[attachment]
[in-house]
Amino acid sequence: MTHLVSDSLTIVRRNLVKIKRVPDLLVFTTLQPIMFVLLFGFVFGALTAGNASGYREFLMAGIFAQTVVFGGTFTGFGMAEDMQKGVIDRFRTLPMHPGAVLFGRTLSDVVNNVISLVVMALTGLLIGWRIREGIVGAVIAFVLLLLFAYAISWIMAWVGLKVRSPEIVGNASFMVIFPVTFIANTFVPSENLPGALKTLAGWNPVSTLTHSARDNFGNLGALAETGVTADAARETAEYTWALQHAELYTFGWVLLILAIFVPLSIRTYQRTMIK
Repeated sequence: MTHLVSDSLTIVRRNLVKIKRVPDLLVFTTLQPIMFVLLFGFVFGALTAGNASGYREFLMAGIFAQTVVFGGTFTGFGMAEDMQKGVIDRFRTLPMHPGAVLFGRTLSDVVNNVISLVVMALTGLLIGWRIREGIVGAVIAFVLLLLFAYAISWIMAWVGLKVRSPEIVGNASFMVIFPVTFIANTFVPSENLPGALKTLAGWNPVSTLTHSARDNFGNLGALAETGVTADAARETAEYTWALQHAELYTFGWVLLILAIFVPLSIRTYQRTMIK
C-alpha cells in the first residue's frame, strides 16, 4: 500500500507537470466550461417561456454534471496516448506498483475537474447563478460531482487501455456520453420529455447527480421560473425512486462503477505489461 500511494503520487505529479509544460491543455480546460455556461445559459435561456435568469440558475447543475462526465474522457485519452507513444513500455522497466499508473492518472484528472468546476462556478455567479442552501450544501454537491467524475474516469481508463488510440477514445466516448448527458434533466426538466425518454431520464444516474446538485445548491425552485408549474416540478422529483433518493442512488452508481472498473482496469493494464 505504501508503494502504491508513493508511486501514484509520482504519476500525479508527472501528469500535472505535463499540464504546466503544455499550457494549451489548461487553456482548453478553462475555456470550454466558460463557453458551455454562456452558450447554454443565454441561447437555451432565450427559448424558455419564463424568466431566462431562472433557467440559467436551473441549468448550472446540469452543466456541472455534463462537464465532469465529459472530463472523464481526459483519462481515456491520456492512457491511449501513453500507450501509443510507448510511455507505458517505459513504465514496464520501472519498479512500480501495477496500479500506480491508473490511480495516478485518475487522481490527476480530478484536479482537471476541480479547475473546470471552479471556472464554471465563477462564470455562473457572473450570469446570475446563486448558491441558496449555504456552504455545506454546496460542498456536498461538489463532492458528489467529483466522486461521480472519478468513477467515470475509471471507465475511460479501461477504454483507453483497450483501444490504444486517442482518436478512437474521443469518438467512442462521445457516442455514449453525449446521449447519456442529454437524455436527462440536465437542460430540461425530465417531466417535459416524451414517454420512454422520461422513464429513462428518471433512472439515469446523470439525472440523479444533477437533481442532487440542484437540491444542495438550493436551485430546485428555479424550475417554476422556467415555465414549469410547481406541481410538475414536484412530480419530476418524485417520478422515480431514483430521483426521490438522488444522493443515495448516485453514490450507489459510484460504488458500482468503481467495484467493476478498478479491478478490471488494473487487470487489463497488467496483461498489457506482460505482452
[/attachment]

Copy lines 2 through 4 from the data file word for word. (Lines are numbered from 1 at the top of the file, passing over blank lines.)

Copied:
Amino acid sequence: MTHLVSDSLTIVRRNLVKIKRVPDLLVFTTLQPIMFVLLFGFVFGALTAGNASGYREFLMAGIFAQTVVFGGTFTGFGMAEDMQKGVIDRFRTLPMHPGAVLFGRTLSDVVNNVISLVVMALTGLLIGWRIREGIVGAVIAFVLLLLFAYAISWIMAWVGLKVRSPEIVGNASFMVIFPVTFIANTFVPSENLPGALKTLAGWNPVSTLTHSARDNFGNLGALAETGVTADAARETAEYTWALQHAELYTFGWVLLILAIFVPLSIRTYQRTMIK
Repeated sequence: MTHLVSDSLTIVRRNLVKIKRVPDLLVFTTLQPIMFVLLFGFVFGALTAGNASGYREFLMAGIFAQTVVFGGTFTGFGMAEDMQKGVIDRFRTLPMHPGAVLFGRTLSDVVNNVISLVVMALTGLLIGWRIREGIVGAVIAFVLLLLFAYAISWIMAWVGLKVRSPEIVGNASFMVIFPVTFIANTFVPSENLPGALKTLAGWNPVSTLTHSARDNFGNLGALAETGVTADAARETAEYTWALQHAELYTFGWVLLILAIFVPLSIRTYQRTMIK
C-alpha cells in the first residue's frame, strides 16, 4: 500500500507537470466550461417561456454534471496516448506498483475537474447563478460531482487501455456520453420529455447527480421560473425512486462503477505489461 500511494503520487505529479509544460491543455480546460455556461445559459435561456435568469440558475447543475462526465474522457485519452507513444513500455522497466499508473492518472484528472468546476462556478455567479442552501450544501454537491467524475474516469481508463488510440477514445466516448448527458434533466426538466425518454431520464444516474446538485445548491425552485408549474416540478422529483433518493442512488452508481472498473482496469493494464 505504501508503494502504491508513493508511486501514484509520482504519476500525479508527472501528469500535472505535463499540464504546466503544455499550457494549451489548461487553456482548453478553462475555456470550454466558460463557453458551455454562456452558450447554454443565454441561447437555451432565450427559448424558455419564463424568466431566462431562472433557467440559467436551473441549468448550472446540469452543466456541472455534463462537464465532469465529459472530463472523464481526459483519462481515456491520456492512457491511449501513453500507450501509443510507448510511455507505458517505459513504465514496464520501472519498479512500480501495477496500479500506480491508473490511480495516478485518475487522481490527476480530478484536479482537471476541480479547475473546470471552479471556472464554471465563477462564470455562473457572473450570469446570475446563486448558491441558496449555504456552504455545506454546496460542498456536498461538489463532492458528489467529483466522486461521480472519478468513477467515470475509471471507465475511460479501461477504454483507453483497450483501444490504444486517442482518436478512437474521443469518438467512442462521445457516442455514449453525449446521449447519456442529454437524455436527462440536465437542460430540461425530465417531466417535459416524451414517454420512454422520461422513464429513462428518471433512472439515469446523470439525472440523479444533477437533481442532487440542484437540491444542495438550493436551485430546485428555479424550475417554476422556467415555465414549469410547481406541481410538475414536484412530480419530476418524485417520478422515480431514483430521483426521490438522488444522493443515495448516485453514490450507489459510484460504488458500482468503481467495484467493476478498478479491478478490471488494473487487470487489463497488467496483461498489457506482460505482452